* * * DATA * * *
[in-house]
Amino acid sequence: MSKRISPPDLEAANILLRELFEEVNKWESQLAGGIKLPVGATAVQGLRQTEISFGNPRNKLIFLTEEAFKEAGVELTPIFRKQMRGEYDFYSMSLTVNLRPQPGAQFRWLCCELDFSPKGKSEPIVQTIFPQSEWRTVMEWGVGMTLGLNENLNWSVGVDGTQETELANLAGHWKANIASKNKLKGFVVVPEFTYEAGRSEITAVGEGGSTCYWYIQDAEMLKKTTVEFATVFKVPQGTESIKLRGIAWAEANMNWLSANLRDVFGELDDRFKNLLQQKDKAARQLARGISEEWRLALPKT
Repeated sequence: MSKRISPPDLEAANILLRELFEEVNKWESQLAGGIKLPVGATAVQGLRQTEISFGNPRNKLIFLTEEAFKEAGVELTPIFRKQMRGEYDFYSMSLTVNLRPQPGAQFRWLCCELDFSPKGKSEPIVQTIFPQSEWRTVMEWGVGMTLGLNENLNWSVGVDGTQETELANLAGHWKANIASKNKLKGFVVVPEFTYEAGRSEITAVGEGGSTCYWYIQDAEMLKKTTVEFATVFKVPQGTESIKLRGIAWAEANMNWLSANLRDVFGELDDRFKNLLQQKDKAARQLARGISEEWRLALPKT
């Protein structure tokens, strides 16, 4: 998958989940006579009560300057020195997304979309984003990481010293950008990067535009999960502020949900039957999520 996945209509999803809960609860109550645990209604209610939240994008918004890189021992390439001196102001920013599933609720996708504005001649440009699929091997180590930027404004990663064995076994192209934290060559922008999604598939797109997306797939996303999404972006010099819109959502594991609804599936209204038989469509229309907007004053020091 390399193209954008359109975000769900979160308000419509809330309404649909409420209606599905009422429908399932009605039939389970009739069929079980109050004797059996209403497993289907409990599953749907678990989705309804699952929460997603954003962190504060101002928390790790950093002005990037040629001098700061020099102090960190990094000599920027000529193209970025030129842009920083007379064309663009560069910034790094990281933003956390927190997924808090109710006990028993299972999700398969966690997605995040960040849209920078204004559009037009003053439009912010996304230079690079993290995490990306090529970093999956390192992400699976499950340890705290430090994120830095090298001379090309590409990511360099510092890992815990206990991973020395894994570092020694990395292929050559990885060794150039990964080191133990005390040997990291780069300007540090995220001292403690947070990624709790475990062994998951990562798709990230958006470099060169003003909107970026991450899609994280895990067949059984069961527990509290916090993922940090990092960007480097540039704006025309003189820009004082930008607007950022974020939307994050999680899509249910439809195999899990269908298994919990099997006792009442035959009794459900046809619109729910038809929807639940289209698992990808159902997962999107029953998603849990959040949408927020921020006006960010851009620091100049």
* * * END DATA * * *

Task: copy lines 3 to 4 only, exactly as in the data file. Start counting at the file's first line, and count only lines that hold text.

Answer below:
Repeated sequence: MSKRISPPDLEAANILLRELFEEVNKWESQLAGGIKLPVGATAVQGLRQTEISFGNPRNKLIFLTEEAFKEAGVELTPIFRKQMRGEYDFYSMSLTVNLRPQPGAQFRWLCCELDFSPKGKSEPIVQTIFPQSEWRTVMEWGVGMTLGLNENLNWSVGVDGTQETELANLAGHWKANIASKNKLKGFVVVPEFTYEAGRSEITAVGEGGSTCYWYIQDAEMLKKTTVEFATVFKVPQGTESIKLRGIAWAEANMNWLSANLRDVFGELDDRFKNLLQQKDKAARQLARGISEEWRLALPKT
């Protein structure tokens, strides 16, 4: 998958989940006579009560300057020195997304979309984003990481010293950008990067535009999960502020949900039957999520 996945209509999803809960609860109550645990209604209610939240994008918004890189021992390439001196102001920013599933609720996708504005001649440009699929091997180590930027404004990663064995076994192209934290060559922008999604598939797109997306797939996303999404972006010099819109959502594991609804599936209204038989469509229309907007004053020091 390399193209954008359109975000769900979160308000419509809330309404649909409420209606599905009422429908399932009605039939389970009739069929079980109050004797059996209403497993289907409990599953749907678990989705309804699952929460997603954003962190504060101002928390790790950093002005990037040629001098700061020099102090960190990094000599920027000529193209970025030129842009920083007379064309663009560069910034790094990281933003956390927190997924808090109710006990028993299972999700398969966690997605995040960040849209920078204004559009037009003053439009912010996304230079690079993290995490990306090529970093999956390192992400699976499950340890705290430090994120830095090298001379090309590409990511360099510092890992815990206990991973020395894994570092020694990395292929050559990885060794150039990964080191133990005390040997990291780069300007540090995220001292403690947070990624709790475990062994998951990562798709990230958006470099060169003003909107970026991450899609994280895990067949059984069961527990509290916090993922940090990092960007480097540039704006025309003189820009004082930008607007950022974020939307994050999680899509249910439809195999899990269908298994919990099997006792009442035959009794459900046809619109729910038809929807639940289209698992990808159902997962999107029953998603849990959040949408927020921020006006960010851009620091100049």